I've been doing an experiment on my commutes to work over the last week. I normally ride to work on the roadway. But, I recently have temporarily relocated to a location that has one of those horrible bike paths located adjacent to the roadway (only on one side). This path is about 5 ft wide and is separated from the roadway by anywhere from 5 to 20 feet. In addition, it is poorly maintained, with lots of glass, potholes, and big jumps where new neighborhood roads and business entrances have been 'cut' through it. Of course I know to ride on the road instead of this path, but as an experiment I've been riding it last past week. Here's what I have discovered.
First, this thing is incredibly dangerous--I've 'nearly been hit' everyday save one (that is to say that I believe the average, uninformed casual bike rider WOULD LIKELY HAVE BEEN hit). I was of course looking for these and able to avoid them. I ride this path only with a great deal of attentiveness. In particular, I find it VERY necessary to look back over my shoulder for turning vehicles before crossing every neighborhood, business, or church entrance.
Here are the dangers that I've found in approximate order of danger:
(1) When traveling on the path in the opposite direction of travel of the adjacent traffic lane, turning vehicles traveling in my same direction never see me (they are looking at oncoming traffic for a chance to turn and then they accelerate to get across. Even worse, they often get stopped to wait for a chance to turn, and I overtake them while they are waiting--If I then cross the side street (as I have the right of way) they would never see me until they hit me.
(2) Again, when traveling in the opposite direction to the adjacent lane, vehicles entering from side streets don't bother to stop for the path, but proceed up to the roadway to 'see.' In the extreme, drivers turning right onto the roadway approach looking left for an openning in traffic so they can roll through the stop and pull out. I had one guy that I spotted at about 100 ft coming out of a church parking lot. He NEVER looked to the right at all, and never even knew that I had locked up my brake and swerved behind him (he never saw me at all). This situation is also compouneded by trees, bushes, etc. that block vision. In other words, I can 'pop out' into view only 5 or 10 ft from the crossing.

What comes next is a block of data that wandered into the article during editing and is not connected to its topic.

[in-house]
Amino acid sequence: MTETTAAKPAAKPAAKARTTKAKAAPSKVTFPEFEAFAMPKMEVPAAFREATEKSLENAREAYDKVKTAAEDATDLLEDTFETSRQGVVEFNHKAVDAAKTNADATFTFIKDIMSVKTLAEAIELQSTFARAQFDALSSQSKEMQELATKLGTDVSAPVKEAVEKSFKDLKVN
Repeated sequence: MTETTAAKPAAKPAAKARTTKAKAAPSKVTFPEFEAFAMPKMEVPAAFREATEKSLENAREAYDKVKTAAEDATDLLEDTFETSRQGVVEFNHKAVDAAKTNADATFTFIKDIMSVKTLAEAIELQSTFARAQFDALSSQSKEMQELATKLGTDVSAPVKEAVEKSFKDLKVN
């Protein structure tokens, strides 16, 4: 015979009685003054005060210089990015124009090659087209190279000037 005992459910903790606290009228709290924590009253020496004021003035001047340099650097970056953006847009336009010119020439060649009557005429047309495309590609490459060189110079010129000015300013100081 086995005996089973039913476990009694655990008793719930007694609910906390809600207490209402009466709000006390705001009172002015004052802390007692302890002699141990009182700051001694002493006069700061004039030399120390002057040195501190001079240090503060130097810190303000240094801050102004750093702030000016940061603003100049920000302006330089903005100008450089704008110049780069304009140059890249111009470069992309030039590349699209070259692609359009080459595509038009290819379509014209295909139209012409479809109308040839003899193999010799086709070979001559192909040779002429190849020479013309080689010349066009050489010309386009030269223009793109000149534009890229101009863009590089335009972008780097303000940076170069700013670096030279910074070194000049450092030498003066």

I am NOT talking about drivers that do the obnoxious blocking of the path when they see you coming--this is merely irritating and not really a safety issue, but one of curtesy (or lack thereof).
(3) Basically the same as above, but for when I'm traveling the same direction as the adjacent lane. In this case, drivers are MORE LIKELY to see me, but many still do not. Particularly drivers turning right off the road onto a side street.
(4) Pedestrains, joggers, dogs, holes, glass, etc. Peds are the most dangerous as they walk unpredictably and are apt to 'move over' at any point, particularly when you are approaching from the rear. The ones wearing headphones can't hear your "Passing on your left/right."
From all of this, I draw these conclusions. The most danger comes when riding on the path in the opposite direction of traffic in the adjacent lane (by far the majority of my 'close calls.') Second, drivers for the most part don't have a clue that adjacent path traffic has right of way over entering and leaving (turning) vehicles--at least here in Alabama, the heart of Redneckia.
As for recommendations; first, ride in the roadway not the path (but then we already knew that). Second, if you must ride the path, treat every crossing (side street, drive, parking lot entrance/exit) as either a stop sign or a yield, depending upon your ability to see. Utmost, you must look behind you for vehicles turning off the roadway. Third, look behind you for vehicles turning off the roadway. Fourth, don't assume that the driver entering from a side street, etc. will honor the stop sign. Firth, look behind you again for turning vehicles!